One solution could be a (HUGE) left turn bike box as featured on the cycletracks on NW Broadway.

Jonathan Maus (Editor-in-Chief)
Guest

That’s a great question Steve and something I’ve been thinking about as well… i’ll get an update if there is one. my hunch is that perhaps they’ll put a bike box in the northbound williams direction and encourage east bound bike traffic on weidler to do a “copenhagen left”.

Daniel Ronan
Guest

Hey Jonathan, what is a “copenhagen left?”

flowb33
Guest

I agree with Steve B. I’m kinda blown away that the Wielder/Williams intersection re-design that just occurred seems to have neglected the huge amount of bike traffic that converges there. Maybe they’re waiting for the streetcar construction to re-vamp things here, as well (although I’ve heard no talk of plans or funding).

Jonathan Maus (Editor-in-Chief)
Guest

a copenhagen left is a way to make a left across a large/busy intersection. You proceed eastbound to the adjacent intersection and then re-orient yourself northbound in front of traffic. PBOT installed a bike box expressly for this purpose near PSU in order to facilitate leaving the cycle track.. . and it’s essentially the same movement folks used to do at Weidler/Williams.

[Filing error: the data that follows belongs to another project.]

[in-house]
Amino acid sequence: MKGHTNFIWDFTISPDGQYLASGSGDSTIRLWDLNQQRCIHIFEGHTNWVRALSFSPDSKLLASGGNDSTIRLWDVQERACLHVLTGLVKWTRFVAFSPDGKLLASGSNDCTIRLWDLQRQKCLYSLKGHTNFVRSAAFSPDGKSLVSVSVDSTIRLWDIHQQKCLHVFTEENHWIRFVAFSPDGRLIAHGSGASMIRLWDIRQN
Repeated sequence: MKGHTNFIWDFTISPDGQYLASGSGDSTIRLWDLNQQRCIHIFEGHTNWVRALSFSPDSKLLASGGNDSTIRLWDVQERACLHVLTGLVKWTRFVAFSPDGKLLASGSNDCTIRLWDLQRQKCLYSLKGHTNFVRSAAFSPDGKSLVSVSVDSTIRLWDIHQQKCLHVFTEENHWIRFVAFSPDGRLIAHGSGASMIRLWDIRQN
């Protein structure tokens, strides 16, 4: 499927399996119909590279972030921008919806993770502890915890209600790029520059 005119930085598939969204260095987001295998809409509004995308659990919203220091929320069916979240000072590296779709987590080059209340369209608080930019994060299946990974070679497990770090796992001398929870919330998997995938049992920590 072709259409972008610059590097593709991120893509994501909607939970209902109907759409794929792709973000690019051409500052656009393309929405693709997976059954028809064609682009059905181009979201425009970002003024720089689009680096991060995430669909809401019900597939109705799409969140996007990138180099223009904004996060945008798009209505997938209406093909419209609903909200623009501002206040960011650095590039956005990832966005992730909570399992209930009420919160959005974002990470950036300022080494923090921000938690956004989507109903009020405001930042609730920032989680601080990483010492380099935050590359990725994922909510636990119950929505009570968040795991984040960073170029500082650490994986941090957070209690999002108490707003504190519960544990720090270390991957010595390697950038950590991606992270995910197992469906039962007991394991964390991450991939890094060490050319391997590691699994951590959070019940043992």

McAngryPants
Guest
McAngryPants

Copenhagen Left as talked about on this site

jim
Guest
jim

a big bike box would not cost very much so dismantling it is not an issue, even if later the final solution was something different from a bike box- it would work until that time and maybe save somebodys skin

boneshaker